Are Singaporeans elitist?

Do we judge a person’s worth by how well they do in life?

Do we define people by the schools they go to, how well they perform in school and the kind of jobs that they do?

In the wake of Singaporeans searching our souls on inequality and elitism earlier this year, a 16-year-old student working a holiday job as a salesgirl has reminded us that elitism seems well and truly alive.

In a post published on Reddit yesterday, the student, who goes by the username kloimo, explained that while waiting to go to junior college, she’s been working at a shop that sells school supplies to students.

Ahead of the new school year, parents have been coming to the shop with their children in tow to stock up on school supplies. Kloimo’s job is to serve them and coordinate their orders.

To her surprise, she’s encountered nasty parents, many of whom she observed to have children going to “good schools”.

For example, on her first day, after seeing kloimo repeat and check their order with a colleague, one parent openly said to her own son: “You have to wait, she’s not smart you know.”

Some parents would also come up to her and say the branded school’s name, without specifying if it was for the primary or secondary school. And when asked to clarify, kloimo observed that some would look offended and ask her: “Don’t you know (branded school)?”

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Parents would also brag about their children from top schools to other parents whose children attend neighbourhood schools, then adopt a different tone when meeting another parent whose child is going to the same school as theirs.

In a similar vein, when they find out that kloimo has accepted a place at a reputable junior college, she noted that they became nicer to her, and “their tone actually does a 180”.

Her post prompted other Reddit users to speak up with their own brushes with elitism in Singapore. Some said they encountered similar arrogant attitudes when they worked at hotel banquets and in F&B jobs in the past.

One shared that despite coming from a top school, she once had a customer say to her child in the user’s presence: “You better study hard, or you’ll end up like her.”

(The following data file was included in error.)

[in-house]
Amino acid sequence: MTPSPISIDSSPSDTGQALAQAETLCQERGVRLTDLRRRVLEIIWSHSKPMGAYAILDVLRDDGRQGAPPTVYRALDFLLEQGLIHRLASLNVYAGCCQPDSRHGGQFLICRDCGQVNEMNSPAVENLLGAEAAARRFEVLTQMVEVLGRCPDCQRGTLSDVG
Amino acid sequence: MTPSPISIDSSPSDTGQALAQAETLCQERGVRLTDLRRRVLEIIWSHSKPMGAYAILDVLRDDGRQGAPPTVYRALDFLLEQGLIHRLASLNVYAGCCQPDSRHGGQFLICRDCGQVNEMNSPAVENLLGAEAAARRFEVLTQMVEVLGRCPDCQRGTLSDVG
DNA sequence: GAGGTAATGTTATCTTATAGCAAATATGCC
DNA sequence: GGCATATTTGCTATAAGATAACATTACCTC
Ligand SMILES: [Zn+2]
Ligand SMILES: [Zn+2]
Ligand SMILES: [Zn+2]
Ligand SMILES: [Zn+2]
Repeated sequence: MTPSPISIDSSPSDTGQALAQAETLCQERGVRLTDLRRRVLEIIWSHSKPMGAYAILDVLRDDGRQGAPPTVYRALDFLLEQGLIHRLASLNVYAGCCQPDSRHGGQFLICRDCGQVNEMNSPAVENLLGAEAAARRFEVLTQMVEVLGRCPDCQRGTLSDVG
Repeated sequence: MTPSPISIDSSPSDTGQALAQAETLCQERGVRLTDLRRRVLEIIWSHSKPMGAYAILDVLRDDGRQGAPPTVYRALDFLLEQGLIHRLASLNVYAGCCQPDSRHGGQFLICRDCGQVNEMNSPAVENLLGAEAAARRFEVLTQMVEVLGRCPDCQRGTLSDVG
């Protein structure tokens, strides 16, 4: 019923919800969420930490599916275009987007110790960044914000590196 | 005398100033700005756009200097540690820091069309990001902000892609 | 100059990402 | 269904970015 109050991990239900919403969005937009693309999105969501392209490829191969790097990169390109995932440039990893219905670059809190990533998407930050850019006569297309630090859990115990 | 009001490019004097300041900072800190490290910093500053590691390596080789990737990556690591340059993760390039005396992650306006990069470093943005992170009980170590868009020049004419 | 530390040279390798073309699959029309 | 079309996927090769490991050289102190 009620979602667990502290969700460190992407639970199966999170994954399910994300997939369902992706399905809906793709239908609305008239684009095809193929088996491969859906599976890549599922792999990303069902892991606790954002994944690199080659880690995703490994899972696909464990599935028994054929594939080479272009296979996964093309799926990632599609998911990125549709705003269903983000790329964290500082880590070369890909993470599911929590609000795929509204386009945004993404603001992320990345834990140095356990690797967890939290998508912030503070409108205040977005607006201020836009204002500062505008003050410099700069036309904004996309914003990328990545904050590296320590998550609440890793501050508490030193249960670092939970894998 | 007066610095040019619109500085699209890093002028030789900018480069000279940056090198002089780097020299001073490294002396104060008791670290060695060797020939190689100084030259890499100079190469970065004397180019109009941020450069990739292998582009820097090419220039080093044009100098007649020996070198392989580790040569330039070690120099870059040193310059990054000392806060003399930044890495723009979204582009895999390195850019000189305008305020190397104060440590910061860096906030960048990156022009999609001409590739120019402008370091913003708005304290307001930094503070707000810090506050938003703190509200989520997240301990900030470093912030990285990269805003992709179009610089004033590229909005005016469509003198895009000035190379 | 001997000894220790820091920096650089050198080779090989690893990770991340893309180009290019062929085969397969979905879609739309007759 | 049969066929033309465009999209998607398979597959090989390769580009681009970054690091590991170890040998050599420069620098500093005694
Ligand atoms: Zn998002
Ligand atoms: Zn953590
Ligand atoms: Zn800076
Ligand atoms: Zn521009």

Another – who was in the normal technical stream – said that when asked, he would say that he just finished his O levels despite not having taken the exam yet. He does this because he feels many people treat him differently when they know that he came from the normal technical stream.

In response to these accounts of elitism, many felt that good grades and prestigious jobs shouldn’t be seen as the be all and end all.

One said: “Be respectful, be courteous, and try to be a decent human being. Just because someone works a job doesn’t mean that they are any less of a person than you are. They are there because they want to work, and provide a service and earn a living.”

And addressing kloimo, another user wrote: “You or your peers will be parents one day. On top of telling off people (nicely) about this, if/when you become a parent or an uncle or aunt or a teacher, remember this feeling and these words. And don’t become that parent.”

For kloimo, the experience has opened her eyes to the prejudice against those who are less educated or less well-off, such as the full-time staff she currently works with who encounter these attitudes often.

In her original post, she wrote: “I’m starting to really empathise with those who have to deal with these elitists who think they’re better than everyone else simply because of the school their child goes to. And honestly, even as a student from one of such schools, it really isn’t that big a deal. You aren’t superior.

“I just hope that people treat others with more basic respect, there’s no need to turn your child’s education into some complex politics.”

“Please teach your children to be nice to people, and do it by setting a healthy example.”